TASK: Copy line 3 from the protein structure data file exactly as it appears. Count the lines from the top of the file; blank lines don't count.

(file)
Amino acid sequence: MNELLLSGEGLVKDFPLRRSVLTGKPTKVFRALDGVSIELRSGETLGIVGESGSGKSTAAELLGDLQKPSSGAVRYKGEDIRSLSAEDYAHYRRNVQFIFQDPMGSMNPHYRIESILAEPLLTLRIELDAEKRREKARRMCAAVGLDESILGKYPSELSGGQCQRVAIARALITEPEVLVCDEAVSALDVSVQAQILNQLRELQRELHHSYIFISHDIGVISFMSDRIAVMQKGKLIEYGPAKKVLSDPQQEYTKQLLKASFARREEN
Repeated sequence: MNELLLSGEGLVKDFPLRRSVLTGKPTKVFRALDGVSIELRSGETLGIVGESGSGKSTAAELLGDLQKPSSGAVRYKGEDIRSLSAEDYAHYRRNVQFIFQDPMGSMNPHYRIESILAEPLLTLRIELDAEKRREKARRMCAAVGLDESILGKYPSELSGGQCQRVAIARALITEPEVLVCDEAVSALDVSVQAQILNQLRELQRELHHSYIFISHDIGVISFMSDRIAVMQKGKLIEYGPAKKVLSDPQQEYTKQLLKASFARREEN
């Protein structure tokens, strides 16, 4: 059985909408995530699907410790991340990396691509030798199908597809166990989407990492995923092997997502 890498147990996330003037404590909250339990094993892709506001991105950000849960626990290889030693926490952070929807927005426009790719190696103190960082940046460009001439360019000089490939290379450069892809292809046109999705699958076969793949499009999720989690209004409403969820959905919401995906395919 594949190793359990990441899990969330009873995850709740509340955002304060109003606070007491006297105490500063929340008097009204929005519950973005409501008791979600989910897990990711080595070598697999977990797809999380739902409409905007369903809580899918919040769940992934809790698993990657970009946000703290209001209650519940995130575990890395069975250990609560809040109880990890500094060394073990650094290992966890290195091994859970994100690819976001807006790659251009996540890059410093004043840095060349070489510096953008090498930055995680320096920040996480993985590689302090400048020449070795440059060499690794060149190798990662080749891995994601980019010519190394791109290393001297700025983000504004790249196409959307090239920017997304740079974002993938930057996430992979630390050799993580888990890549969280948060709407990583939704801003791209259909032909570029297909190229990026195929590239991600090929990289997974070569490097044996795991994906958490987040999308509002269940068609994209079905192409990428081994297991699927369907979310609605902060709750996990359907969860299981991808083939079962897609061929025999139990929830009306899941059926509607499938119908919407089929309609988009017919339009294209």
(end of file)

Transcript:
């Protein structure tokens, strides 16, 4: 059985909408995530699907410790991340990396691509030798199908597809166990989407990492995923092997997502 890498147990996330003037404590909250339990094993892709506001991105950000849960626990290889030693926490952070929807927005426009790719190696103190960082940046460009001439360019000089490939290379450069892809292809046109999705699958076969793949499009999720989690209004409403969820959905919401995906395919 594949190793359990990441899990969330009873995850709740509340955002304060109003606070007491006297105490500063929340008097009204929005519950973005409501008791979600989910897990990711080595070598697999977990797809999380739902409409905007369903809580899918919040769940992934809790698993990657970009946000703290209001209650519940995130575990890395069975250990609560809040109880990890500094060394073990650094290992966890290195091994859970994100690819976001807006790659251009996540890059410093004043840095060349070489510096953008090498930055995680320096920040996480993985590689302090400048020449070795440059060499690794060149190798990662080749891995994601980019010519190394791109290393001297700025983000504004790249196409959307090239920017997304740079974002993938930057996430992979630390050799993580888990890549969280948060709407990583939704801003791209259909032909570029297909190229990026195929590239991600090929990289997974070569490097044996795991994906958490987040999308509002269940068609994209079905192409990428081994297991699927369907979310609605902060709750996990359907969860299981991808083939079962897609061929025999139990929830009306899941059926509607499938119908919407089929309609988009017919339009294209």